1. Nat, being over six feet himself, is mildly outraged at being that much shorter than Luce. He’s also outraged at being “the fluffy one” in that relationship, although I …. squints…. NEITHER OF THEM is fluffy.
                  They are however both crazy. So, there’s that.

  3. I thought it was for “A Few Good Men”. 😉

    Oh, I don’t want to annoy those gentlemen. 😀

  4. I’ve got a scene in a short story in which one of my characters is singing along with a showtune from a musical based on one of my other short stories. And in one of my novels a character has self-published a novel with is fan-fiction of an earlier (unpublished) novel of mine.

    I’d like someday to put together an anthology of short fiction written by fictional characters–invite authors to submit stories written as if they had been written by a character in one of their fictional works. I’d publish them under the byline of the character, and then link to the work in which the character appears at the end of the story. Kind of like the books Kurt Vonnegut published as Kilgore Trout.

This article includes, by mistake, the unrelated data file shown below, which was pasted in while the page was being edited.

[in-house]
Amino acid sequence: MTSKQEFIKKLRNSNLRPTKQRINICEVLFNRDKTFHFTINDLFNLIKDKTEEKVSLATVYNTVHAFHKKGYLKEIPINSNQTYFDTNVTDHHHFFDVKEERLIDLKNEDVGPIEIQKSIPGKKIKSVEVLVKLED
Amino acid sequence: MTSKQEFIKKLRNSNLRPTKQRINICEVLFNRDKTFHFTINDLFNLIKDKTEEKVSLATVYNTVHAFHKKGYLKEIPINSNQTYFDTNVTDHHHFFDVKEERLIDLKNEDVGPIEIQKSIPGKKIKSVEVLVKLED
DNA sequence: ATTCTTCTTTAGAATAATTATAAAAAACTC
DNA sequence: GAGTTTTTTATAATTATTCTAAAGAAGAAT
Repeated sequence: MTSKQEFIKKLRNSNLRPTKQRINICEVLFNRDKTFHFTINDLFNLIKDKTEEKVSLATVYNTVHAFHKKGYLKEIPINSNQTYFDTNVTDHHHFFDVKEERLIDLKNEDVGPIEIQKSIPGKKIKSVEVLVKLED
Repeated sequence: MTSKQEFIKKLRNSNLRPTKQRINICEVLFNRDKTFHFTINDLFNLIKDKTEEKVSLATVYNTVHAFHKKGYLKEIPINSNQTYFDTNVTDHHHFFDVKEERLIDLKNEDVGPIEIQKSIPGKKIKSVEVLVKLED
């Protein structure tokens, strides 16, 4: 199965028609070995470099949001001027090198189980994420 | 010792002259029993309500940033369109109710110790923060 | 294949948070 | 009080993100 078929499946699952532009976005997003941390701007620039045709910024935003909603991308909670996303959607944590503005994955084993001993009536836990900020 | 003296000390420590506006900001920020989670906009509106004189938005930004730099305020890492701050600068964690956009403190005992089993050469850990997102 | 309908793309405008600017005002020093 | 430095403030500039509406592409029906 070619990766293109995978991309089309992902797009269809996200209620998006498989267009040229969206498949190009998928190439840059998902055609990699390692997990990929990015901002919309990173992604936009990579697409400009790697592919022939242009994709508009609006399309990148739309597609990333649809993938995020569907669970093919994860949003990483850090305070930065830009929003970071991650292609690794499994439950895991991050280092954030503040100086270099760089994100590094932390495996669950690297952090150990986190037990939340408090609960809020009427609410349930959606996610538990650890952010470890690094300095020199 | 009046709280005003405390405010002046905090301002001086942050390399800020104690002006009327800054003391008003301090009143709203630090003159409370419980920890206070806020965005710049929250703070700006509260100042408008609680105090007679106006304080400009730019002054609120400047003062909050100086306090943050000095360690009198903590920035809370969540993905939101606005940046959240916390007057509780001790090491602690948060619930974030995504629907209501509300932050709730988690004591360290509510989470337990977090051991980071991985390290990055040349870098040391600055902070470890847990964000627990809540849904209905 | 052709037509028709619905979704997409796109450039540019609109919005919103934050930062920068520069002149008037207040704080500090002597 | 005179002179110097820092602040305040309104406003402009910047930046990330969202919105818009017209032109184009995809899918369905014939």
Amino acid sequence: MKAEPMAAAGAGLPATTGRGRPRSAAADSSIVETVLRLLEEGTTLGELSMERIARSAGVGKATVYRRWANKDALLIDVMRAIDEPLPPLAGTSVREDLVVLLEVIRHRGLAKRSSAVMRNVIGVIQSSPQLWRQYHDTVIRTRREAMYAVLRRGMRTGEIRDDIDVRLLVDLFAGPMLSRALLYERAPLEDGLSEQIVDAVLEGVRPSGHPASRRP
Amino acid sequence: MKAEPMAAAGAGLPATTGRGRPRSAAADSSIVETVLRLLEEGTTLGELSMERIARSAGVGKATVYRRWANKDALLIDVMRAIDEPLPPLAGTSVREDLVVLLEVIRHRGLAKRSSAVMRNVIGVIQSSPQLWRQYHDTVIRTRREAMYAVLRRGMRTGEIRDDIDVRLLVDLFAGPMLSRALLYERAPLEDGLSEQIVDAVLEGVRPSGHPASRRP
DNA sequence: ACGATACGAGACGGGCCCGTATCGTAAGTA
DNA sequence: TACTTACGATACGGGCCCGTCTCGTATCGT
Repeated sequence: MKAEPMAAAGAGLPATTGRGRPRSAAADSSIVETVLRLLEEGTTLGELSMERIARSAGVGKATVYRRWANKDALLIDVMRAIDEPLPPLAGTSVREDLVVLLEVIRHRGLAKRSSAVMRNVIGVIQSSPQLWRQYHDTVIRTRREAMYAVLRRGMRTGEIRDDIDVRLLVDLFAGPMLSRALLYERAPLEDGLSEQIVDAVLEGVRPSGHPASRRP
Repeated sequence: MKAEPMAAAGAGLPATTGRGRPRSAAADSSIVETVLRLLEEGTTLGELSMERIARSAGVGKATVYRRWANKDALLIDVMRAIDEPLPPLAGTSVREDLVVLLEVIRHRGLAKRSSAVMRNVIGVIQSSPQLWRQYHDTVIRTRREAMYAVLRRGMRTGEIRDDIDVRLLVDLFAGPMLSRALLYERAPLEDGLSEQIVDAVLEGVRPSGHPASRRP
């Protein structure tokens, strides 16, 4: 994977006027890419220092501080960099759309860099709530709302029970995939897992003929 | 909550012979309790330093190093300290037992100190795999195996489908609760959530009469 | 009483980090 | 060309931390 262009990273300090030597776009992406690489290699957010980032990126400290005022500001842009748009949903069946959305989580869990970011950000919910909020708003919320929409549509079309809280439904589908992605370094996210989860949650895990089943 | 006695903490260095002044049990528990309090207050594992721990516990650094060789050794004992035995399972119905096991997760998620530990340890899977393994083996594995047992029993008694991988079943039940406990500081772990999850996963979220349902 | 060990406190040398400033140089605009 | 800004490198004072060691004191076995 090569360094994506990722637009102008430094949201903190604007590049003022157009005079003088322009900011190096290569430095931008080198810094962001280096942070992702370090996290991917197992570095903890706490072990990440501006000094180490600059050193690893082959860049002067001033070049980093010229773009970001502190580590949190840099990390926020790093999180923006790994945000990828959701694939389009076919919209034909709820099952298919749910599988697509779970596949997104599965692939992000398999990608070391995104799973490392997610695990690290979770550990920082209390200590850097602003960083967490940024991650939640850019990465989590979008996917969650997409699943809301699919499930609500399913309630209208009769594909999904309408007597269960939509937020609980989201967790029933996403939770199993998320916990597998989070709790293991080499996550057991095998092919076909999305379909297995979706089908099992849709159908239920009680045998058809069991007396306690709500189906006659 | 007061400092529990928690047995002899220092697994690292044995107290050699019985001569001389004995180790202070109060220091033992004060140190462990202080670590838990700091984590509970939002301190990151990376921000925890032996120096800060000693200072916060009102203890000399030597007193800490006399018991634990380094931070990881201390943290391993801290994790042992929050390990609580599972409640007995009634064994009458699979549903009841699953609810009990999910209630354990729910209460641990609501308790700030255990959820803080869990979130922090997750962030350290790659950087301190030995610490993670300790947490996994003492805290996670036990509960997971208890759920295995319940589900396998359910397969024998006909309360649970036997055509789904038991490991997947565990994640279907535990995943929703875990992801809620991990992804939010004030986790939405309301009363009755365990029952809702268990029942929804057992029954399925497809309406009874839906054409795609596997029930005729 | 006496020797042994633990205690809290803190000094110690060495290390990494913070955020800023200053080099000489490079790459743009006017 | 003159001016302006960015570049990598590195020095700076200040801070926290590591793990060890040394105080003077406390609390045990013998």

1. I do you distinguish between “fiction written by fictional character” and fiction written in first person? John Carter, Allan Quatermain, and Huckleberry Finn are the putative authors of the stories in which they appear. Your intended is distinction is what?

      1. Not to put words into MishaBurnett’s mouth, I see it as “stories within a story”.

        A character may be telling his story but comment on a “fictional story” within his “universe”.

        For example, in an unwritten fictional universe I had characters think about a fictional detective named Conan Doyle who was created by Sherlock Holmes of Boston Mass. 😉

        1. Well, to give an example, let’s take Johnny Rico from Starship Troopers. Suppose that after he retired from the MI he decided to write, say, a Western. Given the world that he grew up in and the information available to him, what would his take on 19th Century Arizona or Utah be like?